At the back is a lovely chimney at the rear (7m / Grade 2) and a great place for someone learning to lead climb. There is good face climbing on the west side and fabulous beginner climbs that face the road. Try out Marshmellow Sea (14m / Grade 8) or Craddocks Crack (14m / Grade 9). There are also two good beginner climbs for those learning to lead between these two climbs – Deck Gully and Sunny Gully (14m / Grade 2).  From here you can walk around the crag to your right and find some excellent climbs. Try out Hammer Mall (12m / Grade 4) and Sickle  (12m / Grade 9). Like The Plaque, there are rock platforms around many of the bases so you can spread yourself out without sitting or standing in dirt or gravel. The test piece on this crag is Little Thor (12m / Grade 20) which is a steep, consistent climb with a small (and I mean small) roof that is the crux. Finally led this climb after years of top roping and although I did it clean, I did lead it on a top rope, then red pointed it before I went back a few months later and led it. At the base of Little Thor there are a few large boulders which make for a great viewing platform for onlookers. To the left is Marmot’s Mall (12m / Grade 15) that you’ll need small wires or your micro cams. It’s a challenging one to protect.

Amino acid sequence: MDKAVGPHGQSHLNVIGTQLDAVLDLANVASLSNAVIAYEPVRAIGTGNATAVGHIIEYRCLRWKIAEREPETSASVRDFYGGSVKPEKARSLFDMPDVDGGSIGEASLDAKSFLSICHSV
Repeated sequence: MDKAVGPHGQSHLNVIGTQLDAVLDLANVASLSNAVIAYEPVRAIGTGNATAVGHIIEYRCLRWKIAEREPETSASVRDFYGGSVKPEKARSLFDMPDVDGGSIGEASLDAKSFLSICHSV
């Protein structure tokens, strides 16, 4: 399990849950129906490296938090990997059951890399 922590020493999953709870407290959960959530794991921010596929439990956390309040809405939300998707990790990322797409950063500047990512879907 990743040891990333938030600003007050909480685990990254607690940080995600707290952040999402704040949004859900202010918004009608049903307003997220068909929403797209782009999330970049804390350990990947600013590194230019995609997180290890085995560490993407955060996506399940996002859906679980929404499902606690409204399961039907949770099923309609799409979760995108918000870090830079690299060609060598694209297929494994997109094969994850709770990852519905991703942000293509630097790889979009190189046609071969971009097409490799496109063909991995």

There are no toilets here or any other amenities. You’ll need to walk back to the campground if you need toilets or water. The car park is along the road.

Mitre Rock